For improvisers and sketch comedians throughout the world, today is a sad day as most of the world has heard the sad news that Paul Sills died at the age of 80. He was one of the founders of The Second City. His mother was one of the founders of improvisational theatre. May Paul Sills rest in peace.
Chicago Sun-Times Obituary:
Paul Sills 1927 ~ 2008
Paul Sills, father of Second City improv, dies at 80
Many comedians, TV shows owe their starts to Chicago theater teacher's innovative techniques
By Chris Jones
June 3, 2008
Without Paul Sills, the founding Chicago father of improvisational theater, there would be no Second City. No "SCTV." No "Saturday Night Live." No "30 Rock."
Sills, a man who eschewed public attention but exerted a giant influence on the development of American comedy and live entertainment, was among the most influential theater people ever to emerge from Chicago.
"Paul was the Orson Welles of improv," said Jeffrey Sweet, the playwright and improv historian. "The form that he invented in 1959 at Second City is still what you see on the stage there today."
According to his wife, Carol, Sills, 80, died of complications from pneumonia early Monday at his longtime home and studio in Baileys Harbor, Wis.
Almost everyone who works or teaches in the theater and Hollywood knows Sills' work—along with that of his late mother, the drama theorist and educator Viola Spolin—and understands its significance. Many writers, directors and performers say his influence is comparable to that of other great American arts teachers and theorists, such as Lee Strasberg or Sanford Meisner. And although the late improv guru Del Close had a more public profile, much of Sills' work predated his.
"Paul was at the very heart of Chicago theater," said Mike Nichols, the acclaimed movie and stage director and one of Sills' earliest compadres at the University of Chicago, where Sills provided the vision for the legendary Compass Players, which led to Second City. "He was the only theater person I have ever known who had no interest whatsoever in results. He was only interested in the continuing process. And therefore he was incredibly sustaining and inspiring to those of us who were connected with him."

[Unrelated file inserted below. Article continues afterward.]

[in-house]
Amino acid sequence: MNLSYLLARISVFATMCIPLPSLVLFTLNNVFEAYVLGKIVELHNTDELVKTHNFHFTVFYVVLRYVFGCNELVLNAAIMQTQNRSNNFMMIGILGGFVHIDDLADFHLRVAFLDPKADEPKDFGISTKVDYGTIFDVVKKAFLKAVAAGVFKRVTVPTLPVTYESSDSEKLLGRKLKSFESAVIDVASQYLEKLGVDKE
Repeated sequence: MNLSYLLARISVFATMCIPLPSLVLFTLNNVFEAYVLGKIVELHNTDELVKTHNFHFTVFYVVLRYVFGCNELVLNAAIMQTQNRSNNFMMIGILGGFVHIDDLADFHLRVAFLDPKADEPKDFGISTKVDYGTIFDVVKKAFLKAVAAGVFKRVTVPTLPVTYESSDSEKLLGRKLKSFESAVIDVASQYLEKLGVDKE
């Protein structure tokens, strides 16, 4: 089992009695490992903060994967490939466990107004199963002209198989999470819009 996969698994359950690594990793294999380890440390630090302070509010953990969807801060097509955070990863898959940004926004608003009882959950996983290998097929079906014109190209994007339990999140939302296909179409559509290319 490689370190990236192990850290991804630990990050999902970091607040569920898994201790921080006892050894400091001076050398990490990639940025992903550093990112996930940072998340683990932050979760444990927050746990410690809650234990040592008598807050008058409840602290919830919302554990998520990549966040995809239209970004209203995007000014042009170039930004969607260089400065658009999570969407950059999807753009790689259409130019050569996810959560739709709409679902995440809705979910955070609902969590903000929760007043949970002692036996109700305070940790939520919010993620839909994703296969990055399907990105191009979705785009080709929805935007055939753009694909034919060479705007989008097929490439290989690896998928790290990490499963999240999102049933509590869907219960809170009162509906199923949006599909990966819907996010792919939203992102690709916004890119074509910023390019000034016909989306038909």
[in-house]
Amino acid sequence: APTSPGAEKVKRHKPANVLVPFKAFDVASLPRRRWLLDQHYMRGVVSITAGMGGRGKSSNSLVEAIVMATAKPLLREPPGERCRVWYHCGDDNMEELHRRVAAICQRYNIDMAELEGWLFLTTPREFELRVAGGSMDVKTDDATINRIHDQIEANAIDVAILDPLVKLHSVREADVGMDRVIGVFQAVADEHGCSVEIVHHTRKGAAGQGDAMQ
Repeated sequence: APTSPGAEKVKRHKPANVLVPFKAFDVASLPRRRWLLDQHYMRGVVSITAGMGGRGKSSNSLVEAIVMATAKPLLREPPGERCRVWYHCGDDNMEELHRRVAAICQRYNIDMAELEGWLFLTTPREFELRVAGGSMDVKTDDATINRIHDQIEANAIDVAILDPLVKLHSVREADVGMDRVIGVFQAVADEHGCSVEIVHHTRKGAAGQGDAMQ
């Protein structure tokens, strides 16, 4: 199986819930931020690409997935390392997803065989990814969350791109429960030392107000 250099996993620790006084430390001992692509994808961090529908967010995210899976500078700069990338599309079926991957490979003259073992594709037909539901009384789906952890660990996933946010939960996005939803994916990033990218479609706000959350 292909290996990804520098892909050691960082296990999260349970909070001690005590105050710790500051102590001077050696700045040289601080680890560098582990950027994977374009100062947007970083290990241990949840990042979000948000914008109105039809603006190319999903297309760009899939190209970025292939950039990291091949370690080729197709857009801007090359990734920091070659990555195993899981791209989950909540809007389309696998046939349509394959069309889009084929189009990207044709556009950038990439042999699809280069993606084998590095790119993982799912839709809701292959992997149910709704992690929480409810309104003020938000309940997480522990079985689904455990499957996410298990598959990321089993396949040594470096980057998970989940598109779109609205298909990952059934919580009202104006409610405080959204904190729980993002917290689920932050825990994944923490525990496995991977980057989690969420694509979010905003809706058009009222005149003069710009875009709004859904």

Sills was born on Nov. 18, 1927, in Chicago to a famous mother—Spolin, a drama teacher for the Chicago branch of the Works Progress Administration's Recreational Project, who developed a series of theater games as a means of fostering creative expression.
In the 1950s, mother and son worked with the Compass Players, an unofficial outpost at the University of Chicago that's generally credited as being the first theater company to use improvisational techniques to create the current-events-driven, sketch-comedy format now familiar to millions from "Saturday Night Live." The ensemble at Compass included many famous names: Nichols, Elaine May and Barbara Harris, who later became Sills' first wife.
In 1959, Bernie Sahlins and Sills founded Second City. Sahlins put up the money and the management skills, and Mr. Sills provided the artistic leadership.
"Without Paul, there would have been no improv movement," Sahlins said. "He had the very highest ideals and he never compromised."
"Paul was the unsung hero of Second City," said owner Andrew Alexander. "He was my teacher since 1951," said Sheldon Patinkin, the chair of the theater department at Columbia College and a longtime friend and colleague of Sills'.
Many of those with whom Sills worked in the early days moved to New York and Los Angeles and became household names. David Mamet, for instance, embellished Sills' techniques into full-blown scripted drama. But Sills, who approached improv and theater from a more scholarly perspective, took a different tack. In the 1970s, he retreated to Door County, Wis., where he worked extensively as a writer and teacher, although he continued to work in Chicago and elsewhere.
"I always thought of Paul as the last leftist," Nichols said. "Now and again he would think vaguely about making money but he just wasn't made that way. He treated everybody the same."
"Paul," his wife said, "was a seeker."
After the Second City days, Sills developed and refined his mother's initial work in "story theater," the technique wherein a character could also step out of the story and serve as a third-person narrator. Sills' writings and workshops on story theater became hugely influential on everything from "Ragtime" on Broadway, to the adaptations made famous by such Chicago groups as the Lookingglass Theatre Company, to the Royal Shakespeare Company's Dickensian epics.
Sills' work pointed to a way wherein non-dramatic forms such as novels and prose could be produced effectively as drama. And thus he opened up a whole new horizon for audiences. Not bad for a guy who, it could be argued, also pretty much invented improv.
"Paul was never given his due," Sweet said. "Nobody did more for the American theater."